- Homesteading — the kind that involved living in tents and no machinery — was terribly difficult. I’m sure of it. Of course I already knew this, camping merely drove that point home in a new way. Simple tasks take longer, requiring more planning.
Who wants tea? Well, first you’ve got to make a fire. This might require collecting wood. It will also require making flames first thing in the morning when you are still half asleep. Then you’ve got to wait an eternity for that fire to get hot. Then you’ve got to wait another absurd length of time for the water to heat up. You will probably give up and settle for a lukewarm beverage, if you can wait that long. If there is one thing I hate to go without it is my morning genmaicha. Some campers look forward to that first indulgent post-camping meal. My favorite post-camping experience came the next morning when I got up to make my morning tea. The whole thing was accomplished in minutes with a mere flick of a button. No dangerous half-asleep fire starting required.
- Here’s something you should know before setting out to camp in the wilderness. There are these little insects called Deer Flies. They look an awful lot like regular flies with one exception: regular flies are annoying but basically harmless, while deer flies slice off chunks of your flesh using their special slicing mouth parts. I am convinced that they are collecting human meat for Satan. There is no other explanation. After suffering through five days of their menace, mosquitoes are beginning to look downright civil, polite even. Sure they leave a bump that itches for days and days but by god deer flies have left an indelible scar on my psyche that no ointment will ever heal.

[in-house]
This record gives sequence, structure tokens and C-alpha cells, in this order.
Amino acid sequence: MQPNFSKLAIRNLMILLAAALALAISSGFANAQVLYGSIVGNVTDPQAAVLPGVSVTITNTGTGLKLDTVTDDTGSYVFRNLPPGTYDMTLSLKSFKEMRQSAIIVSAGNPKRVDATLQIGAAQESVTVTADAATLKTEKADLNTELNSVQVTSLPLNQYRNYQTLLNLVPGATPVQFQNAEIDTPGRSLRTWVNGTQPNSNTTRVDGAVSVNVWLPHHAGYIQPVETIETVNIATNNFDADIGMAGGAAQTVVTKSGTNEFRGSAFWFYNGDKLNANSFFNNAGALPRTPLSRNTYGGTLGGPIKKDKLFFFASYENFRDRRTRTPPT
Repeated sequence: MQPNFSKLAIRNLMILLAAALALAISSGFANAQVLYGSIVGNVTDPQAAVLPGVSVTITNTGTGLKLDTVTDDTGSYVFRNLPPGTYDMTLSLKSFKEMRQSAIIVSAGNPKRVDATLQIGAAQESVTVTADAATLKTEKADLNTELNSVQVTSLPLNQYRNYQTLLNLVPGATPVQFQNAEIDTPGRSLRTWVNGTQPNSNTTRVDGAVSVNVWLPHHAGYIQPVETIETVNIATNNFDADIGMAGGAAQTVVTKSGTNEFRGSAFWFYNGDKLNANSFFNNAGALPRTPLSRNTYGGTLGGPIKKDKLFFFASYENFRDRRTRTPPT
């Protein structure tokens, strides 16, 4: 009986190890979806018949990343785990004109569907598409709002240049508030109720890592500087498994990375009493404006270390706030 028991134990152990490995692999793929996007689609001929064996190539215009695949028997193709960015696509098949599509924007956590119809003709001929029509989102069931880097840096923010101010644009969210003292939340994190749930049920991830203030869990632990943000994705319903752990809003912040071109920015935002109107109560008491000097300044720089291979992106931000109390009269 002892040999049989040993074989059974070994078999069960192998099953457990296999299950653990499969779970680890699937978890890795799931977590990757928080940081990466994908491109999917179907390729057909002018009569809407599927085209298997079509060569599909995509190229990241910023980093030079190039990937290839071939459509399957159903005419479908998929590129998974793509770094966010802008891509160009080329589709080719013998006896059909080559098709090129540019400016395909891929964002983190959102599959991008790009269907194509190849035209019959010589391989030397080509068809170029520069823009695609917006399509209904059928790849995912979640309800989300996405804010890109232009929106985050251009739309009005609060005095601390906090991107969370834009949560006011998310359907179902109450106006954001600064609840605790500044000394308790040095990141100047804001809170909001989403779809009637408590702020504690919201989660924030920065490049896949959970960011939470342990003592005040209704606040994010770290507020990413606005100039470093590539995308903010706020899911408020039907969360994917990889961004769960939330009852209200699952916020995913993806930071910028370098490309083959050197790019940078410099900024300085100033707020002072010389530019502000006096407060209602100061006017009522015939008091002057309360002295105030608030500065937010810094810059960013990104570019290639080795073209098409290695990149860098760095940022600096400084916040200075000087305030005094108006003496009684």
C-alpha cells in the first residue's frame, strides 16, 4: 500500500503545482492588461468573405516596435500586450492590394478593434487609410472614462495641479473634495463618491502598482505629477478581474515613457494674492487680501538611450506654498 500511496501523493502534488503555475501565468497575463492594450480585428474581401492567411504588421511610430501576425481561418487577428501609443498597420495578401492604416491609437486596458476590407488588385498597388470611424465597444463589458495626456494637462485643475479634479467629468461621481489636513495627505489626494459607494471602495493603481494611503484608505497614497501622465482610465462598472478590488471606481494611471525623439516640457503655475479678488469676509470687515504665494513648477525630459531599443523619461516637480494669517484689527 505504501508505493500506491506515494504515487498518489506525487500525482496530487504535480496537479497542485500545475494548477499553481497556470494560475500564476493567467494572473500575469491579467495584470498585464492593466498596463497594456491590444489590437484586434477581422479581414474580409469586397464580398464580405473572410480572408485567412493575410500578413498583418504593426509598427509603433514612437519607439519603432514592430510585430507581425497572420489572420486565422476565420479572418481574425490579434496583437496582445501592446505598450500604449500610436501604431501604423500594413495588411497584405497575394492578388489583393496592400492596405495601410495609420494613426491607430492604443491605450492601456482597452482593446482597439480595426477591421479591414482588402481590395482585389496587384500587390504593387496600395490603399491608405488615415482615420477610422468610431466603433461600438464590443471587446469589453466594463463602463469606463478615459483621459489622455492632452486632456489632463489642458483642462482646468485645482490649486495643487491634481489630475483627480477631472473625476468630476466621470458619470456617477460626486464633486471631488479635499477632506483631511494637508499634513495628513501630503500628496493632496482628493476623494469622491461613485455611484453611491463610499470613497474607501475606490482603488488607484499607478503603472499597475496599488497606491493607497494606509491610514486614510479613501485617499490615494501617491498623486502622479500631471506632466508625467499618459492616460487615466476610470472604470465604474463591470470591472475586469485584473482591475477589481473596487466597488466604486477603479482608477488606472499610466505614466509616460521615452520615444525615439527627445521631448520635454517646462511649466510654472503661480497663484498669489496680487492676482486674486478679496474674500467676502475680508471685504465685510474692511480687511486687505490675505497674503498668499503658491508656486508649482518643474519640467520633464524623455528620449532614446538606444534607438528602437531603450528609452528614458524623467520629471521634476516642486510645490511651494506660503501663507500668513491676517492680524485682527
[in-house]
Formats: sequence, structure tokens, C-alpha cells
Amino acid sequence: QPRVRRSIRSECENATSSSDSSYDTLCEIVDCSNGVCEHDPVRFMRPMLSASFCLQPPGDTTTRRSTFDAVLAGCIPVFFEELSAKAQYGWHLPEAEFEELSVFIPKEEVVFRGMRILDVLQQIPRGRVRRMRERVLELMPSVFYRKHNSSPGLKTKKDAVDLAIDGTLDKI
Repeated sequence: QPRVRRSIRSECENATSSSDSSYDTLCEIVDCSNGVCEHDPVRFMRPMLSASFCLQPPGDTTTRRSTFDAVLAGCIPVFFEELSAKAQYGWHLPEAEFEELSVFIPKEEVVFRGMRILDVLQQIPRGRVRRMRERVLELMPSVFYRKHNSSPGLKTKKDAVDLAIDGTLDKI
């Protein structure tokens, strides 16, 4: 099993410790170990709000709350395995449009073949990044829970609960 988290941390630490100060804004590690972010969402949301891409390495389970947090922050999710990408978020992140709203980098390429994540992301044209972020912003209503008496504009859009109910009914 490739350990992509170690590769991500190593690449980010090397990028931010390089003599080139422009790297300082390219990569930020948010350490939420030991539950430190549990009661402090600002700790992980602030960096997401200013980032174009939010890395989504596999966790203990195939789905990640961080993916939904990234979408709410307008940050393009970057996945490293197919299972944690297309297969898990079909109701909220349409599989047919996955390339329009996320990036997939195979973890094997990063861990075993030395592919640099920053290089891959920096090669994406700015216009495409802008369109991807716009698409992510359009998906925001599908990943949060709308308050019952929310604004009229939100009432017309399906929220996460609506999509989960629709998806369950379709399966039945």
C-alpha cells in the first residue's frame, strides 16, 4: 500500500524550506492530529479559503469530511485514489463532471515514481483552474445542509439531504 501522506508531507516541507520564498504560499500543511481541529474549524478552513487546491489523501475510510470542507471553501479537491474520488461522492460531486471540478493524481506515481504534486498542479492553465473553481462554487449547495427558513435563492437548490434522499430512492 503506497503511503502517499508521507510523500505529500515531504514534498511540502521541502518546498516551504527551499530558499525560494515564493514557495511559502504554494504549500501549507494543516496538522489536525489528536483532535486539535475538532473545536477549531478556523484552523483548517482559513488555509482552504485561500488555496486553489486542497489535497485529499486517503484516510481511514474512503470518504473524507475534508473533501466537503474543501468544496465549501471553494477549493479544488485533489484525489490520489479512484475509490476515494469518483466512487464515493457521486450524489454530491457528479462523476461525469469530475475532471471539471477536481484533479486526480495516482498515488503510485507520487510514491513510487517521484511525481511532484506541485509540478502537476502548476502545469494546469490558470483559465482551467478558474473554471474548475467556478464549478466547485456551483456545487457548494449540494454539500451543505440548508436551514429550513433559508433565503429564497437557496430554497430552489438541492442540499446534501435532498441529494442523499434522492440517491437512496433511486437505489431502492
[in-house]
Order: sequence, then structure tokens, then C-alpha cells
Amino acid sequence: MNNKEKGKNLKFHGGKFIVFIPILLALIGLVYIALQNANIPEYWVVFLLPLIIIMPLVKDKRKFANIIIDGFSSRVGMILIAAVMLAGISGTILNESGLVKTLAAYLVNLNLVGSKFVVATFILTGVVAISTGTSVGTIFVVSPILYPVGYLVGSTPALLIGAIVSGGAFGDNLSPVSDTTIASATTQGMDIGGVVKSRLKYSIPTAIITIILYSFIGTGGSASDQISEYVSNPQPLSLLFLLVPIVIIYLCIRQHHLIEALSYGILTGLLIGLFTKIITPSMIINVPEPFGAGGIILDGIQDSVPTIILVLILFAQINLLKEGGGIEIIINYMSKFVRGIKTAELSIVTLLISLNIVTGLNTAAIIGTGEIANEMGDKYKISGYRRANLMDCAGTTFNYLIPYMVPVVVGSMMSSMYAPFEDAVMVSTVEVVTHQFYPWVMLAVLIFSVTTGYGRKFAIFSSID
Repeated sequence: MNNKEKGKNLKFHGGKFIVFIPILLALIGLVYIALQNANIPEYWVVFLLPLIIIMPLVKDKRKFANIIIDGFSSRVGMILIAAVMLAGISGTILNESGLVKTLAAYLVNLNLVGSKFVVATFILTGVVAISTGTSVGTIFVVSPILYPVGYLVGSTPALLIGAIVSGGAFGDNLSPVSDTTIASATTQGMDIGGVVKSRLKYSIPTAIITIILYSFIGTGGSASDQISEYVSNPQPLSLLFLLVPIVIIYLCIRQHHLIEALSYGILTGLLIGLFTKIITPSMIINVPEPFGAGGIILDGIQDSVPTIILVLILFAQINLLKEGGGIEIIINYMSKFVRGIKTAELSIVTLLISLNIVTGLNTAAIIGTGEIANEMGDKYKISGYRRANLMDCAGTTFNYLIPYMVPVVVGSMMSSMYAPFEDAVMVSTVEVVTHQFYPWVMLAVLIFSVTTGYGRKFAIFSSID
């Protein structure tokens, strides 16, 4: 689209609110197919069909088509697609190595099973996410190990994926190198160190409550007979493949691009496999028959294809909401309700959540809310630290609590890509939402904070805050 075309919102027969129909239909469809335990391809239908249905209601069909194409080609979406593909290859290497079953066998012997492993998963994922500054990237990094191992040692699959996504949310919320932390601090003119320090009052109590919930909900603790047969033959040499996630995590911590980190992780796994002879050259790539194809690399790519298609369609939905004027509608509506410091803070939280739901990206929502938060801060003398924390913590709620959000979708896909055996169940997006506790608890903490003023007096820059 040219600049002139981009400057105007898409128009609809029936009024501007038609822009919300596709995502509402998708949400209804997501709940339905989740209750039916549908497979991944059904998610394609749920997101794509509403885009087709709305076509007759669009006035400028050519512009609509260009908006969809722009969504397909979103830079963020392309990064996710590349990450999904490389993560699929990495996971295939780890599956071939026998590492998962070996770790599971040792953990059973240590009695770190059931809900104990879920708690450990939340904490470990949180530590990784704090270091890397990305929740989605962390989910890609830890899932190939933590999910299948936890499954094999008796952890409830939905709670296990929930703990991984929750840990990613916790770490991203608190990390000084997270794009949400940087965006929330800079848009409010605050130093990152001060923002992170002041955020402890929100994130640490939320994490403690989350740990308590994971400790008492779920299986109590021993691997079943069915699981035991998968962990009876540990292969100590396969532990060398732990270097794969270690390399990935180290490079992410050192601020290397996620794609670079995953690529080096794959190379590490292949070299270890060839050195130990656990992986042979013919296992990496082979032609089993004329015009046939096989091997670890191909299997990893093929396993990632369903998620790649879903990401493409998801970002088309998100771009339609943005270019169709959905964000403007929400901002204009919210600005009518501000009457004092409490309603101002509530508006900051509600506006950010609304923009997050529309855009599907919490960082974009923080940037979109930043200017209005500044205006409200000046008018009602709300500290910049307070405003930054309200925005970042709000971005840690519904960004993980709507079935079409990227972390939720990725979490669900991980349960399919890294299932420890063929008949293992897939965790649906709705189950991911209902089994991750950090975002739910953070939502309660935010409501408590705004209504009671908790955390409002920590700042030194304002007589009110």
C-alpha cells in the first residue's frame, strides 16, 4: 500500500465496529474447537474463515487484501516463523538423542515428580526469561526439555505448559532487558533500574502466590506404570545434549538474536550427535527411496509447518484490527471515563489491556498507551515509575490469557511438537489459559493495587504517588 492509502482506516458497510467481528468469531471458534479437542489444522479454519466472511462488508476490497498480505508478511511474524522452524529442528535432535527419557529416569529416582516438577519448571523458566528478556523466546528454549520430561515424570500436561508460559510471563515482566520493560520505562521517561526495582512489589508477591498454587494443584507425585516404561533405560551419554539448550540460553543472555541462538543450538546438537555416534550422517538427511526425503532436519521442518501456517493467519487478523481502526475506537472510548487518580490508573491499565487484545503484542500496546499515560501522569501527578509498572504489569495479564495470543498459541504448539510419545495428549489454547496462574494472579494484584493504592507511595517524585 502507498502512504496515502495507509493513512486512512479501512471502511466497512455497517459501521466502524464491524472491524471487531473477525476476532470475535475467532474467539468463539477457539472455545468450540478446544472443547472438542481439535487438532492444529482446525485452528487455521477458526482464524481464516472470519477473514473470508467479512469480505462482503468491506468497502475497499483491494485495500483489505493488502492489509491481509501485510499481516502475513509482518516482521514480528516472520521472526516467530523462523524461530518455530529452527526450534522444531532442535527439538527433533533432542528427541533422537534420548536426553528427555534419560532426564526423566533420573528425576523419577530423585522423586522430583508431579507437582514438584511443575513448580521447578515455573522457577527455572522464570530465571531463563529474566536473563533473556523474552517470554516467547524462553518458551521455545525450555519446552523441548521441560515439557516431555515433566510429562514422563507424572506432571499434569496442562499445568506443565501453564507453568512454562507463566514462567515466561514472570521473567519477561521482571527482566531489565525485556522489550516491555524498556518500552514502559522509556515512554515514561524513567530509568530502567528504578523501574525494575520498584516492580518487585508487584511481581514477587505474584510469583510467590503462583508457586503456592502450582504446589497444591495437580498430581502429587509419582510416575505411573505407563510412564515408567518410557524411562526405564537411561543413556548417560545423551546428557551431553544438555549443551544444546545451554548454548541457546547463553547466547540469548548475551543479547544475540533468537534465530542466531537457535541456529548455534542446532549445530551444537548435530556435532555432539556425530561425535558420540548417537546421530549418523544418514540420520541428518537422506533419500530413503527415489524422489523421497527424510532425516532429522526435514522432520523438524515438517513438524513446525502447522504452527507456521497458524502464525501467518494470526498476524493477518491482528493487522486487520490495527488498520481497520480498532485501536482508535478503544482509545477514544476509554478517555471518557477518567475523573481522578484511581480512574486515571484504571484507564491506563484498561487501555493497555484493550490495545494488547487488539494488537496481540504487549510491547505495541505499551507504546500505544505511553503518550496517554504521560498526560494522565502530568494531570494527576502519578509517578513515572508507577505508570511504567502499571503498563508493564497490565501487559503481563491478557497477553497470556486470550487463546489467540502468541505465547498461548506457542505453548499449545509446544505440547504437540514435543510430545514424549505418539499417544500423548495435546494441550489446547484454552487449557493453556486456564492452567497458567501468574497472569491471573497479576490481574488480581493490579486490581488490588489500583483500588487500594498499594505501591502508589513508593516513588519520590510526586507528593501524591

- Note for the future: Do not allow me to camp with small children. Not because camping is hard (except that it is) but because when faced with legions of biting insects, strong winds, and four hours of arm-breaking canoing I am unable to prevent the steady stream of elaborate cursing that will inevitably come pouring from my mouth. Please, think of the children.
The best way to learn what makes a plant tick is to see it growing in the wild. I consistently glean a lot of knowledge from these experiences. This trip taught me tons about blackberries and blueberries. Both were in season and both were easily found just about anywhere we went. Blackberries were always fully exposed, growing where the sun shone brightly and the soil was poor or non-existent. Sometimes it grew in the sand right at the water’s edge or in open meadows sitting alongside wetlands. Blueberries tended to be underneath the shade of larger coniferous trees or just on the edge of forests. They were always found among the low, sprawling juniper bushes.
Blackberries growing out of a rock.
Check out the view behind me.
Wild Blueberries. Tasty and FREE! Foraging makes me feel like I’ve scored the most awesome deal in town. Sure I have to do the work but still…. FREE. Picking them by hand has given me a whole new appreciation for the price of a pint of wild blueberries.
Picking Blueberries. Note the coniferous trees both big and small. The ground was basically granite and pine needles.
- Here’s a tasty camp dessert that I made up on the spot utilizing our foraged berries and provisions we had on hand. Add some sugar and fruit juice to a bowl of wild berries. Break up a few slices of bread into small chunks and add to the mix. Set it aside for 30 minutes or so allowing the bread to soak up the juices. Wrap it all up in foil and set over the fire to cook for about 15 minutes. Enjoy. Go ahead and lick the foil but try to avoid cutting your tongue.